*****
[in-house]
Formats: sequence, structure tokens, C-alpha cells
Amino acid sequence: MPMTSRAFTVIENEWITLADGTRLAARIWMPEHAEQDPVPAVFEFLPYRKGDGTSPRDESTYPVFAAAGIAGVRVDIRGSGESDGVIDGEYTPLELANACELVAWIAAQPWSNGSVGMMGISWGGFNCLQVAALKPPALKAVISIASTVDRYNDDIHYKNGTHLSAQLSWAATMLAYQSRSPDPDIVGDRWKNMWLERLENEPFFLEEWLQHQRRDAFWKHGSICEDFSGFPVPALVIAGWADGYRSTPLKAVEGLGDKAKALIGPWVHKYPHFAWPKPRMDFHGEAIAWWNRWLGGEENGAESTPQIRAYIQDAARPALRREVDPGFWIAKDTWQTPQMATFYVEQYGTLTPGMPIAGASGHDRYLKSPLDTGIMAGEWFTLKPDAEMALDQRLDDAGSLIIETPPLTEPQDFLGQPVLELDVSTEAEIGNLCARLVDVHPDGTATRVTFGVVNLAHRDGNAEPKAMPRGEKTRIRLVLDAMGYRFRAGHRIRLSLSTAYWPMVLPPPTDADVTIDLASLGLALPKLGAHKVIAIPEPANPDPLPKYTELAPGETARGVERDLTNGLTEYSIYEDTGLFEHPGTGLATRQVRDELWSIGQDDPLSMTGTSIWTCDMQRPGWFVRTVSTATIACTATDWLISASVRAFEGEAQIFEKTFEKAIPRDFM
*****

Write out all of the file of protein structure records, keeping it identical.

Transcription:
[in-house]
Formats: sequence, structure tokens, C-alpha cells
Amino acid sequence: MPMTSRAFTVIENEWITLADGTRLAARIWMPEHAEQDPVPAVFEFLPYRKGDGTSPRDESTYPVFAAAGIAGVRVDIRGSGESDGVIDGEYTPLELANACELVAWIAAQPWSNGSVGMMGISWGGFNCLQVAALKPPALKAVISIASTVDRYNDDIHYKNGTHLSAQLSWAATMLAYQSRSPDPDIVGDRWKNMWLERLENEPFFLEEWLQHQRRDAFWKHGSICEDFSGFPVPALVIAGWADGYRSTPLKAVEGLGDKAKALIGPWVHKYPHFAWPKPRMDFHGEAIAWWNRWLGGEENGAESTPQIRAYIQDAARPALRREVDPGFWIAKDTWQTPQMATFYVEQYGTLTPGMPIAGASGHDRYLKSPLDTGIMAGEWFTLKPDAEMALDQRLDDAGSLIIETPPLTEPQDFLGQPVLELDVSTEAEIGNLCARLVDVHPDGTATRVTFGVVNLAHRDGNAEPKAMPRGEKTRIRLVLDAMGYRFRAGHRIRLSLSTAYWPMVLPPPTDADVTIDLASLGLALPKLGAHKVIAIPEPANPDPLPKYTELAPGETARGVERDLTNGLTEYSIYEDTGLFEHPGTGLATRQVRDELWSIGQDDPLSMTGTSIWTCDMQRPGWFVRTVSTATIACTATDWLISASVRAFEGEAQIFEKTFEKAIPRDFM